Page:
Malaria: Moment of decision for east African countries
Invitation to press conference.
11 February 2002
Will countries be forced to treat malaria with 'placebos'? Today MSF releases report that does the maths to see if we can afford to eliminate needless deaths from Africa’s number one killer of children When: Wednesday, 13 February 2002, 11.00am When: Press Centre, Chester House, Koinange Street, Nairobi
With rising resistance to current medication for malaria, today, for the first time, an MSF white paper lays out the actual costs of going to effective drugs instead of placebo-like choices. The price tag is surprisingly affordable but donors are still balking.
At the conclusion of a three day EANMAT* meeting, the regions’ leading malaria experts from Kenya, Uganda, Tanzania, Rwanda and Burundi will reassert that resistance to the mainstay malaria medicines is rising. This means that more and more young children and adults with malaria are dying because national protocol drugs are no longer working.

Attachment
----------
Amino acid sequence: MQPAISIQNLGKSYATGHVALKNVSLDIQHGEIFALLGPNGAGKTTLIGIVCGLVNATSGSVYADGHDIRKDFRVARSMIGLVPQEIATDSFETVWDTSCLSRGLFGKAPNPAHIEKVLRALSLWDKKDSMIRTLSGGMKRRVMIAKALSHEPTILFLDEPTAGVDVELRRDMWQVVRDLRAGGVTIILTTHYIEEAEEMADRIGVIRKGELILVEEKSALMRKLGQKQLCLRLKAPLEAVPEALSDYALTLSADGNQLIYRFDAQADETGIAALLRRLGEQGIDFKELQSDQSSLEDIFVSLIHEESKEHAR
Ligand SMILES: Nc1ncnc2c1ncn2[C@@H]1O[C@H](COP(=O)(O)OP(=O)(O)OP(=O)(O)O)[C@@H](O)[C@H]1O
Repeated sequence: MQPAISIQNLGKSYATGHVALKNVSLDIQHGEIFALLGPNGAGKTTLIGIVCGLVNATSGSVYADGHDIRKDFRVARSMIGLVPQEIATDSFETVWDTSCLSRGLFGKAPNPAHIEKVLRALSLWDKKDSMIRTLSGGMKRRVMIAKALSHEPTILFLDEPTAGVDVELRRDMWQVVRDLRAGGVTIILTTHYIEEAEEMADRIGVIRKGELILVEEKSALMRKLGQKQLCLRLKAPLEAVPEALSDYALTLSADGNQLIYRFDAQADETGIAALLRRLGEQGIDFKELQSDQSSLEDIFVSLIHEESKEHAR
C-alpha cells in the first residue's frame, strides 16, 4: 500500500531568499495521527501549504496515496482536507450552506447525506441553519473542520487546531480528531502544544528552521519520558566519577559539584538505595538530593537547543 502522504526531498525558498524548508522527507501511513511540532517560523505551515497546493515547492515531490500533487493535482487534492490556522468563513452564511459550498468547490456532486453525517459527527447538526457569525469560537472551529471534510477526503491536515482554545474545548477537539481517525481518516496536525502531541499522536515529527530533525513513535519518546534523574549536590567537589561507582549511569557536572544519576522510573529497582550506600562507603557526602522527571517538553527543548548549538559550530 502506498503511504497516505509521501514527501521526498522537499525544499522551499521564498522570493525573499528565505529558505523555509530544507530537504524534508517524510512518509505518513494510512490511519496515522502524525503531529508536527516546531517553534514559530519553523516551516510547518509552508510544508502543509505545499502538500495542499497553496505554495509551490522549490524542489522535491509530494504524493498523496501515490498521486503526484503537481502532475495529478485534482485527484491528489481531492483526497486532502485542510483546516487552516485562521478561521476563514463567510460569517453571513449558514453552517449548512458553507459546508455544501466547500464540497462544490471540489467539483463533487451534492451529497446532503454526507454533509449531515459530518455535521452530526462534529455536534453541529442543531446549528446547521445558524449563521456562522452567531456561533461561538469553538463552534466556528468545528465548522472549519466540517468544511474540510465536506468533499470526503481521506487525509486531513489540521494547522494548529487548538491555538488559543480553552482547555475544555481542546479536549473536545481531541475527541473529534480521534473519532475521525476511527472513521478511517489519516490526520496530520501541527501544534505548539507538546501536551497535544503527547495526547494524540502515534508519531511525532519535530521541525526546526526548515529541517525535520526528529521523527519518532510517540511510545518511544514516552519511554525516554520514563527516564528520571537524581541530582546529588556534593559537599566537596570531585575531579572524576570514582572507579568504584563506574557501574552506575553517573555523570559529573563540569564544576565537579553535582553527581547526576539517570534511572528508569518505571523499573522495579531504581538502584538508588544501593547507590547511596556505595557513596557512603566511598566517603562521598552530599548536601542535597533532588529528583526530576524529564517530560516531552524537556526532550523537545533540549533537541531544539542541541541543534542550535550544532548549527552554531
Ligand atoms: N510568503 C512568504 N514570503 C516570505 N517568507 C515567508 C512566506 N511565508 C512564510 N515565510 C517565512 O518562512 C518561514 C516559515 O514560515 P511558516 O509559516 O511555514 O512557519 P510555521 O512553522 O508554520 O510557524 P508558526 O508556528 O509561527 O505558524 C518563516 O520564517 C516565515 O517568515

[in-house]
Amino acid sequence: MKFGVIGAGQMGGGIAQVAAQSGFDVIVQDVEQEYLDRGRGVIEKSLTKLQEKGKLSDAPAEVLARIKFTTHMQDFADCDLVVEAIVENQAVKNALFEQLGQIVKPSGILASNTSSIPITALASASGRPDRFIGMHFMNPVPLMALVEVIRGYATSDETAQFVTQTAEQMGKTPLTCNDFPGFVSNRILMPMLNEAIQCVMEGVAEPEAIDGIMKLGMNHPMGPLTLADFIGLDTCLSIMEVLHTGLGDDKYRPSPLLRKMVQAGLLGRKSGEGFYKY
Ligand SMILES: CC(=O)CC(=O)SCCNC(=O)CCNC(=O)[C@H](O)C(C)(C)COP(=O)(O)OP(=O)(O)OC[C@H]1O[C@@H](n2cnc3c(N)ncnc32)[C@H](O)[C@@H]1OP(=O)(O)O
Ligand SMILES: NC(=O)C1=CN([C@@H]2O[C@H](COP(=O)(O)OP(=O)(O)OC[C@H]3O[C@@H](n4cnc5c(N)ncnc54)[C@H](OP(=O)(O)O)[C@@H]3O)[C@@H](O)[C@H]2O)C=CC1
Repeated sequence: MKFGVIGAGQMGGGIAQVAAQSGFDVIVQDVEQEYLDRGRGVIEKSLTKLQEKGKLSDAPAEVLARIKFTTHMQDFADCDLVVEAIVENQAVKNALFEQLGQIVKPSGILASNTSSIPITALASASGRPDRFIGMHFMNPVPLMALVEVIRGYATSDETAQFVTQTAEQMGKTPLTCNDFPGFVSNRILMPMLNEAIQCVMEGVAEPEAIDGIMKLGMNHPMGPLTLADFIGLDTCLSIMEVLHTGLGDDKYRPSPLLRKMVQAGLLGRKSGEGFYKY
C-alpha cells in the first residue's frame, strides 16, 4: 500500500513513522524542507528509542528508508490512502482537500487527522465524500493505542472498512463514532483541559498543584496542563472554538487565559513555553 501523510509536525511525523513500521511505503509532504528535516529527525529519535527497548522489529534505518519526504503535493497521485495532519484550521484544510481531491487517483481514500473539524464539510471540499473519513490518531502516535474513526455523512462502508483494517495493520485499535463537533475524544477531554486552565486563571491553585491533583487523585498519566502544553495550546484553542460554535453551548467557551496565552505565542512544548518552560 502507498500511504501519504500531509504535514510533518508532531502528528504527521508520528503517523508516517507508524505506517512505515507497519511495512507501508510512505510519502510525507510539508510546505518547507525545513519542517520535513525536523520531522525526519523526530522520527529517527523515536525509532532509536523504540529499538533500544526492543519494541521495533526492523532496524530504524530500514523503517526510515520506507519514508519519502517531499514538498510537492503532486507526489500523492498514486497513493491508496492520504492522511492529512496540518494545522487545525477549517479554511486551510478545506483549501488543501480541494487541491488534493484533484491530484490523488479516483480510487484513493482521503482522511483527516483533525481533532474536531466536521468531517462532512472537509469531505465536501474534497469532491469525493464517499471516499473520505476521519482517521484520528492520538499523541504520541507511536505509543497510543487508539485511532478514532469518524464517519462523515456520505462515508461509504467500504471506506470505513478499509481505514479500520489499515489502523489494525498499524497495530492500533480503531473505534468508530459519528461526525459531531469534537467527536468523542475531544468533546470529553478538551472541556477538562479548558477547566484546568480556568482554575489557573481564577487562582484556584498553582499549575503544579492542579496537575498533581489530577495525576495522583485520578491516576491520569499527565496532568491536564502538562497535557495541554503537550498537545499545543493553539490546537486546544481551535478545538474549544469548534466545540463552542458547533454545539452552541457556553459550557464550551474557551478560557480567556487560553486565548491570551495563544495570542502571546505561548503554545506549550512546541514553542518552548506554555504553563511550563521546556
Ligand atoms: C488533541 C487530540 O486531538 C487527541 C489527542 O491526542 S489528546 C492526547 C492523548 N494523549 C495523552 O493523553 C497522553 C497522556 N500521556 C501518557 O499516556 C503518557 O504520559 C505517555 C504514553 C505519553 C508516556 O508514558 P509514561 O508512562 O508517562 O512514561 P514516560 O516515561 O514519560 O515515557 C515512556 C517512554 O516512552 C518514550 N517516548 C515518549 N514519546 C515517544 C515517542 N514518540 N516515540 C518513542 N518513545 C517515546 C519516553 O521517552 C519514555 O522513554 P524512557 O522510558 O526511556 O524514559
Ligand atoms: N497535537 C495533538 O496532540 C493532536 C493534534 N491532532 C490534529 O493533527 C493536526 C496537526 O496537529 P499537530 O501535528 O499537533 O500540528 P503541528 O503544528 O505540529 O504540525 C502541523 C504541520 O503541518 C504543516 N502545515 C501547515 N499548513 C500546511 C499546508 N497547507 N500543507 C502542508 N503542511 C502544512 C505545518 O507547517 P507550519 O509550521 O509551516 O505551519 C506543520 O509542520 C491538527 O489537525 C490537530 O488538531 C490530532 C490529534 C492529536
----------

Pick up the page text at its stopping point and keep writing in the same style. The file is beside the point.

These experts are likely to be forced to offer protocols with mostly the same old drugs because the newer artemisinin drugs are thought to be too expensive and they cannot afford them without outside help.
Today an MSF doctor working in Burundi will speak about her experiences in the clinic and the life and death consequences of the decision at hand.
Also we will ask why WHO/Roll Back Malaria and USAID are not actively backing implementation of the recommended strategy? Is politics leading to bad medicine?
Dr. Diane Cheynier, MSF medical doctor working in a health clinic in Bujumbura, Burundi
Dr. Jean-Marie Kindermans, MSF Access to Essential Medicines Campaign, responsible for malaria and lead author of white paper released today.
Amanda Harvey, MSF Field Support for the region
Dr Suna Balkan, MSF doctor responsible for malaria